Saudi Arabia’s ambassador to Egypt returned to Cairo on Saturday, Egyptian airport officials said, almost a week after he was recalled in in response to street protests in Cairo against the arrest of an Egyptian lawyer in Saudi Arabia.
Egypt sent a large parliamentary delegation to Riyadh this week to help rebuild ties with the Gulf kingdom which has promised $2.7 billion to support battered Egyptian finances.
On Saturday, Saudi Arabia confirmed its plans to send aid.
“We’re taking procedures to execute the aid budget,” Saudi Finance Minister Ibrahim Alassaf told reporters after a meeting of Gulf Arab finance ministers in Riyadh.
Previously strong ties between Riyadh and Cairo were strained by last year’s uprising in Egypt that overthrew President Hosni Mubarak who was close to the Saudi leadership.
The rising power of the Muslim Brotherhood in Egypt has also worried many in the Gulf who fear the spread of its influence.
“Our decision to recall the ambassador and shut down the embassy was to protect its staff from any ominous consequences,” King Abdullah bin Abdul Aziz of Saudi Arabia told the visiting Egyptian delegation in a speech aired by Saudi state television.
“What happened recently and its ramifications on the relations between the two brotherly countries hurts every Egyptian and Saudi citizen,” King Abdullah said.
He welcomed the visit by the large delegation, saying it was a source of “joy,” adding that with “such an honorable position I can only say that we shall not allow this passing crisis to last long.”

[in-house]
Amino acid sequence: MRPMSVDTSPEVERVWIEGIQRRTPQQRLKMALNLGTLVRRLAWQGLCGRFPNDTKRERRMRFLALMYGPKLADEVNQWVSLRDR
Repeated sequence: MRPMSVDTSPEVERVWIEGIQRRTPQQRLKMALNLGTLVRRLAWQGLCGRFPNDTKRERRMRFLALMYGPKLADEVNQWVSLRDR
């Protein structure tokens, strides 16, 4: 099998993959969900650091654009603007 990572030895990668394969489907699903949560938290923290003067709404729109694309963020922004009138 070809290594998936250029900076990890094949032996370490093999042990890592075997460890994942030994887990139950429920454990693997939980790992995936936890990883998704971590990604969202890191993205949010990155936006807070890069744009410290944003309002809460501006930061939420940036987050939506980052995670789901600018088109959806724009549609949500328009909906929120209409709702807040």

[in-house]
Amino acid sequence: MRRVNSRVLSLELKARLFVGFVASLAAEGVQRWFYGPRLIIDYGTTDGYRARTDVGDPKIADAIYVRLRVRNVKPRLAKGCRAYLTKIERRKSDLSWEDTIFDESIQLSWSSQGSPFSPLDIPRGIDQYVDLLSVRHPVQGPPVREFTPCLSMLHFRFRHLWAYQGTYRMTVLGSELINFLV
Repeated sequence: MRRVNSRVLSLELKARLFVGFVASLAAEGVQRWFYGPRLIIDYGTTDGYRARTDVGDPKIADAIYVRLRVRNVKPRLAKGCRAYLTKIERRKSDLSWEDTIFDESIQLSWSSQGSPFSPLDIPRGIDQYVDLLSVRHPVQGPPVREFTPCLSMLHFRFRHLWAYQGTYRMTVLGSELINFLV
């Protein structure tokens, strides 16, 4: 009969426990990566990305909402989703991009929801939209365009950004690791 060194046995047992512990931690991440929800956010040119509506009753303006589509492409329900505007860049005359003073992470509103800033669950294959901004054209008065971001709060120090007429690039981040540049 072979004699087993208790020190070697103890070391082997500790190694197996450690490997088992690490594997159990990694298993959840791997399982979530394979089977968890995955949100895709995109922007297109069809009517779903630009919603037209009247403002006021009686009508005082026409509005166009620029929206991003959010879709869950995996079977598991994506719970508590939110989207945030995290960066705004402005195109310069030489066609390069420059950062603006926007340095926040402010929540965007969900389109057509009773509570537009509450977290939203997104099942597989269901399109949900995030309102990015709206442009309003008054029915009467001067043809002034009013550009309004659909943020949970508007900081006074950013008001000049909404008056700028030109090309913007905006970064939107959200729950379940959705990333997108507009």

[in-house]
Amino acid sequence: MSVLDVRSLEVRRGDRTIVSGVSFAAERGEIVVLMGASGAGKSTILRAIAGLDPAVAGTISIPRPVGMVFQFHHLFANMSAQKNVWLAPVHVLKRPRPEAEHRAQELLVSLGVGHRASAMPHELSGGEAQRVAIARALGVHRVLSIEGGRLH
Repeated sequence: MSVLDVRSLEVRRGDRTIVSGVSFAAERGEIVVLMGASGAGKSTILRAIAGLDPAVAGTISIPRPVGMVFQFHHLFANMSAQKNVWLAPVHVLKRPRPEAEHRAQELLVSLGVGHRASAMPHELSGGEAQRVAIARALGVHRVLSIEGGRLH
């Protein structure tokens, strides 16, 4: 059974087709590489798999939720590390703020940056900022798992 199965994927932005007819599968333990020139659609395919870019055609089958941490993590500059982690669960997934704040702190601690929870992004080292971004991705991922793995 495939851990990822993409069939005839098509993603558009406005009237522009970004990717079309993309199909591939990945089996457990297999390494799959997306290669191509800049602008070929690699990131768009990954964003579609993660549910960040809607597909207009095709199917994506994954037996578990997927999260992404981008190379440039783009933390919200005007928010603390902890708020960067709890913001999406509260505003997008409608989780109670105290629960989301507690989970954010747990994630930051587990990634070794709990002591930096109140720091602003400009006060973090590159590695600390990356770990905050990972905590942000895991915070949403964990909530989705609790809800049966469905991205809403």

The delegation is headed by parliament speaker Saad al-Katatni and the head of the consultative council Ahmed Fahmi.
Katatni and other delegation members urged the king to reopen the embassy, according to footage of the meeting broadcast on Saudi television.
“Recalling the Saudi ambassador from Cairo is difficult for us, Egyptians. This delegation came here to stress the depth of our relation and requests you to send the ambassador back to Cairo on the same plane with us,” Katatni said.
Saudi Foreign Minister Prince Saud al-Faisal told the delegation that Riyadh does not rule out that “foreign elements” could have plotted to cause the tension between the two Arab heavyweights, SPA reported late on Thursday.
“We do not rule out that foreign elements not wanting the good for us, or Egypt, or the whole nation, could be behind disturbing the historic, solid and growing relations between our two countries and peoples,” he said.